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Breaking into the autistic brain

A prismatic research approach sheds light on the biology of autism spectrum disorders
In one laboratory, nerve cells in a plastic dish glow green and red under a microscope, revealing their shapes and the locations of specific molecules. In another laboratory, mice that have grown up in the dark... [click to read more]

Flying in the face of pain

Fruit flies aid in the hunt for human pain genes
Ever wonder why some people are less sensitive to pain than others? It's not simply that they're brave, and the rest of us are wimps... [click to read more]

Can drugs improve cognitive outcomes?

Clinical trials for genetic disorders linked to autism take aim at symptoms previously considered irreversible
Six-year-old Ryan is an expert chef. He especially likes cooking turkey in the toy microwave in the playroom of Children's Hospital Boston's Clinical and Translational Study Unit... [click to read more]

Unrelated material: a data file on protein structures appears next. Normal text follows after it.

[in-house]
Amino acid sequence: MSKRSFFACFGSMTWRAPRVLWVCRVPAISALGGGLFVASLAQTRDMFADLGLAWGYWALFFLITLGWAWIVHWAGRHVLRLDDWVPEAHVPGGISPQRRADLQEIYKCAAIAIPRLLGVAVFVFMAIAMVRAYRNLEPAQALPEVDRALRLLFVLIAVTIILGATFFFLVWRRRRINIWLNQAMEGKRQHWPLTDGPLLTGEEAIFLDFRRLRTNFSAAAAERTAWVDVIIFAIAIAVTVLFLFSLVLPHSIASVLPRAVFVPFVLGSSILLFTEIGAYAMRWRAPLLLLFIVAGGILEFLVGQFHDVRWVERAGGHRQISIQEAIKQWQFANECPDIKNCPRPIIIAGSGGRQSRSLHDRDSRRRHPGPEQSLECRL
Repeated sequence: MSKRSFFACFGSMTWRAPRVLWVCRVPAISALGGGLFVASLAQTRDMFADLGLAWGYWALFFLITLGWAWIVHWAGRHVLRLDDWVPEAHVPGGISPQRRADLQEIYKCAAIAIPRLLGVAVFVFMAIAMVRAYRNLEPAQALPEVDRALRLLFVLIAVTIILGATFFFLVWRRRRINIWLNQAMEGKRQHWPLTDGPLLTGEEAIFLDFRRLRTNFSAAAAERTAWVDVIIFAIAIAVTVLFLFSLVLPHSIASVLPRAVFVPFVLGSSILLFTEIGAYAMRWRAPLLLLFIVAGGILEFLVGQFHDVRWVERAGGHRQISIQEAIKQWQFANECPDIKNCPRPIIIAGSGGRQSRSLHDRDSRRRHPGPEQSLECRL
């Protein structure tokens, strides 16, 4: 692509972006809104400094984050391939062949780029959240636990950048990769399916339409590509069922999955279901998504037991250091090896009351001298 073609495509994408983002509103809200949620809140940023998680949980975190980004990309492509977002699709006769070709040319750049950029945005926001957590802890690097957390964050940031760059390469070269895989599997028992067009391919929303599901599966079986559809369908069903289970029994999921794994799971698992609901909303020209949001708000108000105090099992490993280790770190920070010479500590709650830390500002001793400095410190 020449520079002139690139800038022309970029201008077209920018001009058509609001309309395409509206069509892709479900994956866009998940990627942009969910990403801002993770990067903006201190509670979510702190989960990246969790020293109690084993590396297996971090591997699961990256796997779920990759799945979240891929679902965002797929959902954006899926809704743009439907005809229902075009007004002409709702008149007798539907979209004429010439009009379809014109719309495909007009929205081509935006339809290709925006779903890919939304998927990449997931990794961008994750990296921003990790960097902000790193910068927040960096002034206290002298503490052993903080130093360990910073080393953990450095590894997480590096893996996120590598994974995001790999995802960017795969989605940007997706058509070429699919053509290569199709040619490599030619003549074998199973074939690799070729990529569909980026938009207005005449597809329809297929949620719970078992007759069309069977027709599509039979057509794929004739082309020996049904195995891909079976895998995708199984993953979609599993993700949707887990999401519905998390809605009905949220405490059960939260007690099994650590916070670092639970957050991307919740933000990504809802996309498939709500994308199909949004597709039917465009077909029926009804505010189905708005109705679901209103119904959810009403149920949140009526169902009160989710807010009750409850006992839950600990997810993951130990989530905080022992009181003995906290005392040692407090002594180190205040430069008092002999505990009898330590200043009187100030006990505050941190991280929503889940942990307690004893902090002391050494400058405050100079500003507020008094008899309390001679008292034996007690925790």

Proteins that rise and fall together

Proteomics and bioinformatics help identify elusive drug targets
Too much junk building up in your Inbox? Just like you might go through your thousands of messages and flag the ones to delete, your cells have a system for sorting through their thousands of proteins and marking the ones to trash... [click to read more]

Synapses: The cells behind the scenes

"Supporting" cells drive the formation of neural connections
Glial cells are the Cinderellas of neuroscience. Although their beautiful variety and structural intricacy were noted over a century ago by Nobel laureate Ramon y Cajal, these abundant nervous system cells were until recently cast into the shadows... [click to read more]

A Urine Test for Brain Tumors?

Biomarkers for brain disease may be present
A urine sample can tell you many things. It can reveal pregnancy, signal an infection or unmask drug use. Could it also tell you about brain tumors?...[click to read more]

The future of pediatrics will be forged by thinking differently, breaking paradigms and joining together in a shared vision of tackling the toughest challenges before us.”
- Sandra L. Fenwick, President and CEO
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